“Ride-sharing is prohibited by law in Japan. I can’t believe there is still such a stupid country,” Son said at an annual company event aimed at customers and suppliers.
The comments reflect Son’s frustration with Japan where he built SoftBank’s domestic telecoms business, the cash engine that has powered his investments. The group has, however, focused its growing range of technology investments overseas.
Son has also been highly critical of the government previously when SoftBank was still a fledgling telecoms service trying to break up a cozy duopoly in Japan.
“A country that gives up on the future has no future,” Son told attendees at the SoftBank World event, saying Japanese business is lagging behind countries such as the United States and China in employing AI.
Japan outlaws non-professional drivers from transporting paying customers on safety grounds and the country’s taxi industry lobby has vigorously opposed deregulation.
Its strict rules have confined ride-sharing firms to providing limited services, with SoftBank and China’s Didi Chuxing saying on Thursday they will trial a taxi-hailing service — matching users to pre-existing taxi operators — in Osaka beginning autumn of 2019. Uber is also piloting a taxi-hailing service.
When asked for a response to Son’s comments, a spokesman for the Ministry of Land, Infrastructure, and Transport said that an issue with ride-sharing services was that while the driver was in charge of transporting passengers, it was unclear who was in charge of maintenance and operation.
“The ministry believes that offering these services for a fee poses problems from the points of both safety and user protection, and careful consideration is necessary,” he said.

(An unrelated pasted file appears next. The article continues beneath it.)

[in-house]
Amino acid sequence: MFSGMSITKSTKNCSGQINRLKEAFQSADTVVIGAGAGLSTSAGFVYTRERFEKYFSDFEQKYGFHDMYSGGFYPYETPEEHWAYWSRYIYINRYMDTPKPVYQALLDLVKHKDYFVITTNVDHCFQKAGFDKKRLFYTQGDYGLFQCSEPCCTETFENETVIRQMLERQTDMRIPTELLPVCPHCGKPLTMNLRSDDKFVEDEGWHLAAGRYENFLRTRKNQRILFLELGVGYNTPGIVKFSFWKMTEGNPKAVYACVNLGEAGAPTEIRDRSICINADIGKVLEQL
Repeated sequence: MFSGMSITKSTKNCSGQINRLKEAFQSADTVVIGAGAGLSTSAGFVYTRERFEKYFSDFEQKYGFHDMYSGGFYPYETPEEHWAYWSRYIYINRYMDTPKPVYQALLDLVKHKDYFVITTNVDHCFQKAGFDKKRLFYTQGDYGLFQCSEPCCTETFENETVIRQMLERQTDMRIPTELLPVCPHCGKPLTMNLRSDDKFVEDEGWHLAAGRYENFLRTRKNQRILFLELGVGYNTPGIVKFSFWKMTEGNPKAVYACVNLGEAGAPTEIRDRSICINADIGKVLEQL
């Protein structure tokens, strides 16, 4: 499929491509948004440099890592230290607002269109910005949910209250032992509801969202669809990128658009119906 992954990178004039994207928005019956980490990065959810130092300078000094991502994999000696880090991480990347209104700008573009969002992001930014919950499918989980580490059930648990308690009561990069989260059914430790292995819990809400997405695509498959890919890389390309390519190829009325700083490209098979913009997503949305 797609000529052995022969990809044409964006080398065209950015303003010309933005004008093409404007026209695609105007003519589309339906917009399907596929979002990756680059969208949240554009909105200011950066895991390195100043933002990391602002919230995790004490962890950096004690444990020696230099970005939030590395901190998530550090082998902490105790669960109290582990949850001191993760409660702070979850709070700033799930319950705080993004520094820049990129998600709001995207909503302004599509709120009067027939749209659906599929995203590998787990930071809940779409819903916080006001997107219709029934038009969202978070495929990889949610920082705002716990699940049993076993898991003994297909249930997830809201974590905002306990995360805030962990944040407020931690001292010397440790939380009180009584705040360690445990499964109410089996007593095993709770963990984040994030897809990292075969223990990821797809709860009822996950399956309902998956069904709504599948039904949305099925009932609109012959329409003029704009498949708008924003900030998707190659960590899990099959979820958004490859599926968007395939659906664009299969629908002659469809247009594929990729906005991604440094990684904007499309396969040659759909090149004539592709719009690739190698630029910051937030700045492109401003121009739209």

Ride-sharing is not the only service in Japan feeling the impact of government restrictions. Strict new rules on home-sharing came into force last month that have radically reduced the number of lettings on sites such as Airbnb Inc.
The curbs on Japan’s nascent sharing economy come despite a rapid rise in the number of inbound tourists likely to access such sharing services, and at a time when Japan is wanting to show its international face ahead of hosting the Rugby World Cup next year and the Summer Olympics in 2020.
While Son, an ethnic Korean born in Japan, has at times criticized the Japanese government, he can also be politically suave. He has praised US President Donald Trump with warm words and pledged to invest billions of dollars and create thousands of jobs in the United States.
SoftBank and its nearly $100 billion Vision Fund have invested in ride-sharing firms Uber Technologies Inc, Didi, India’s Ola and Southeast Asia’s Grab, as well as in other technology companies.
The event on Thursday saw presentations from executives at portfolio companies including Didi, General Motors’ autonomous vehicle unit Cruise and India digital payments firm Paytm E-Commerce Pvt Ltd.
Artificial intelligence is the common thread linking these companies, Son said, with that technology in the future able drive vehicles, diagnose diseases and power financial services.